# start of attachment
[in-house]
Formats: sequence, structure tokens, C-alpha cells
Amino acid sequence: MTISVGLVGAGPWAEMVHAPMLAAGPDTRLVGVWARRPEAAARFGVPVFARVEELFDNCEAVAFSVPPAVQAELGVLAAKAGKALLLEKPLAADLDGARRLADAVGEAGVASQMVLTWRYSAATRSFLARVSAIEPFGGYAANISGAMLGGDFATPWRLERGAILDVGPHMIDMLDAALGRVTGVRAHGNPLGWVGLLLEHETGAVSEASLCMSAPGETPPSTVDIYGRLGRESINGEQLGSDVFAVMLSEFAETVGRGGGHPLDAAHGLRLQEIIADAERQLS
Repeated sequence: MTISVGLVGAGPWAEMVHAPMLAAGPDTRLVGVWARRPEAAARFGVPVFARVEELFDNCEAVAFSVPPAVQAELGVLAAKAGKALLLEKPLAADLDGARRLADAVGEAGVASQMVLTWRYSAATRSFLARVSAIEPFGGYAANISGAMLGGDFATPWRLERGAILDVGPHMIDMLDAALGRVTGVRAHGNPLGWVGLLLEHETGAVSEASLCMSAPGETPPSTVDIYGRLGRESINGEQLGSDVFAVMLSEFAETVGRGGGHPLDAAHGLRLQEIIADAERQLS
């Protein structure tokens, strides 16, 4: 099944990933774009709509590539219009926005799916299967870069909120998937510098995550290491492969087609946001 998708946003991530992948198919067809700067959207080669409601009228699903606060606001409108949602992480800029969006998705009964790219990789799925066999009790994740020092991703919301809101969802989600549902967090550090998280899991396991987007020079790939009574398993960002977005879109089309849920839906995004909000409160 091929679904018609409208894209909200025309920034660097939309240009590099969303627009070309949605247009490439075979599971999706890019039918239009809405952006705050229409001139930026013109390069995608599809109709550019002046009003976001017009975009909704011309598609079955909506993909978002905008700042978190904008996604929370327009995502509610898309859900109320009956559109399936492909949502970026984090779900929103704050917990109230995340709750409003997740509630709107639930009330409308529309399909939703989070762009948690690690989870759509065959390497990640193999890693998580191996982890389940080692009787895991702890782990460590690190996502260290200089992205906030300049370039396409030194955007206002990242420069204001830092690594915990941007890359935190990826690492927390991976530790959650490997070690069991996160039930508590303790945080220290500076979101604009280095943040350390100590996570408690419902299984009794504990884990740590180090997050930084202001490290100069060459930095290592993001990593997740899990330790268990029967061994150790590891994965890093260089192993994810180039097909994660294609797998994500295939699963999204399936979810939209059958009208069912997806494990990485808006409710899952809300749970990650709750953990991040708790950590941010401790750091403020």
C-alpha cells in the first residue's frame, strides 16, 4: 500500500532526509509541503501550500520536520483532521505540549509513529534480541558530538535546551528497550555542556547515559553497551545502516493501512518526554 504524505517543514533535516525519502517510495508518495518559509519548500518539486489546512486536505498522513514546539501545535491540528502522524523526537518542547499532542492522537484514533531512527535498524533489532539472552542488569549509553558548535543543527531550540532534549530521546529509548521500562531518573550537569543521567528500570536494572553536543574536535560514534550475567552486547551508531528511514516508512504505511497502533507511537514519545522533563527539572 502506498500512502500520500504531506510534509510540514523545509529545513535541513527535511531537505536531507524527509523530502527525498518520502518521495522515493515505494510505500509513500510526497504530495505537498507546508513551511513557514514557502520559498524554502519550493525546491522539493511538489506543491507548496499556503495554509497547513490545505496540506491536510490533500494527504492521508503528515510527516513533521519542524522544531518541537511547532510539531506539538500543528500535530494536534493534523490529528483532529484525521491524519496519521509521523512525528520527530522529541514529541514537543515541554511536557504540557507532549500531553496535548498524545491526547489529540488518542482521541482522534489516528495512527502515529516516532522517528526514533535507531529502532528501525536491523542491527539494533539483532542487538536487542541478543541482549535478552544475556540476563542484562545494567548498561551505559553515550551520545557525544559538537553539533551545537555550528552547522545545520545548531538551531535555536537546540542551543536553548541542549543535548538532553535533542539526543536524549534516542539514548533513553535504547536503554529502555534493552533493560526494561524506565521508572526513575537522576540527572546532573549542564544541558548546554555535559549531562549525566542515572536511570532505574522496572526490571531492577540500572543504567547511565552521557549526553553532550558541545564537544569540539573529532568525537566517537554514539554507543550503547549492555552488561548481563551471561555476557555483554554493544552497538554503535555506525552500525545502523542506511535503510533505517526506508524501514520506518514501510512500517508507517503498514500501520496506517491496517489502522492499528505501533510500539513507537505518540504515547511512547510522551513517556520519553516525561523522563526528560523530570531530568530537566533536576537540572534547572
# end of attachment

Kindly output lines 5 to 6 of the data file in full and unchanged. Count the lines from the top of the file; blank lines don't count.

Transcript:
């Protein structure tokens, strides 16, 4: 099944990933774009709509590539219009926005799916299967870069909120998937510098995550290491492969087609946001 998708946003991530992948198919067809700067959207080669409601009228699903606060606001409108949602992480800029969006998705009964790219990789799925066999009790994740020092991703919301809101969802989600549902967090550090998280899991396991987007020079790939009574398993960002977005879109089309849920839906995004909000409160 091929679904018609409208894209909200025309920034660097939309240009590099969303627009070309949605247009490439075979599971999706890019039918239009809405952006705050229409001139930026013109390069995608599809109709550019002046009003976001017009975009909704011309598609079955909506993909978002905008700042978190904008996604929370327009995502509610898309859900109320009956559109399936492909949502970026984090779900929103704050917990109230995340709750409003997740509630709107639930009330409308529309399909939703989070762009948690690690989870759509065959390497990640193999890693998580191996982890389940080692009787895991702890782990460590690190996502260290200089992205906030300049370039396409030194955007206002990242420069204001830092690594915990941007890359935190990826690492927390991976530790959650490997070690069991996160039930508590303790945080220290500076979101604009280095943040350390100590996570408690419902299984009794504990884990740590180090997050930084202001490290100069060459930095290592993001990593997740899990330790268990029967061994150790590891994965890093260089192993994810180039097909994660294609797998994500295939699963999204399936979810939209059958009208069912997806494990990485808006409710899952809300749970990650709750953990991040708790950590941010401790750091403020």
C-alpha cells in the first residue's frame, strides 16, 4: 500500500532526509509541503501550500520536520483532521505540549509513529534480541558530538535546551528497550555542556547515559553497551545502516493501512518526554 504524505517543514533535516525519502517510495508518495518559509519548500518539486489546512486536505498522513514546539501545535491540528502522524523526537518542547499532542492522537484514533531512527535498524533489532539472552542488569549509553558548535543543527531550540532534549530521546529509548521500562531518573550537569543521567528500570536494572553536543574536535560514534550475567552486547551508531528511514516508512504505511497502533507511537514519545522533563527539572 502506498500512502500520500504531506510534509510540514523545509529545513535541513527535511531537505536531507524527509523530502527525498518520502518521495522515493515505494510505500509513500510526497504530495505537498507546508513551511513557514514557502520559498524554502519550493525546491522539493511538489506543491507548496499556503495554509497547513490545505496540506491536510490533500494527504492521508503528515510527516513533521519542524522544531518541537511547532510539531506539538500543528500535530494536534493534523490529528483532529484525521491524519496519521509521523512525528520527530522529541514529541514537543515541554511536557504540557507532549500531553496535548498524545491526547489529540488518542482521541482522534489516528495512527502515529516516532522517528526514533535507531529502532528501525536491523542491527539494533539483532542487538536487542541478543541482549535478552544475556540476563542484562545494567548498561551505559553515550551520545557525544559538537553539533551545537555550528552547522545545520545548531538551531535555536537546540542551543536553548541542549543535548538532553535533542539526543536524549534516542539514548533513553535504547536503554529502555534493552533493560526494561524506565521508572526513575537522576540527572546532573549542564544541558548546554555535559549531562549525566542515572536511570532505574522496572526490571531492577540500572543504567547511565552521557549526553553532550558541545564537544569540539573529532568525537566517537554514539554507543550503547549492555552488561548481563551471561555476557555483554554493544552497538554503535555506525552500525545502523542506511535503510533505517526506508524501514520506518514501510512500517508507517503498514500501520496506517491496517489502522492499528505501533510500539513507537505518540504515547511512547510522551513517556520519553516525561523522563526528560523530570531530568530537566533536576537540572534547572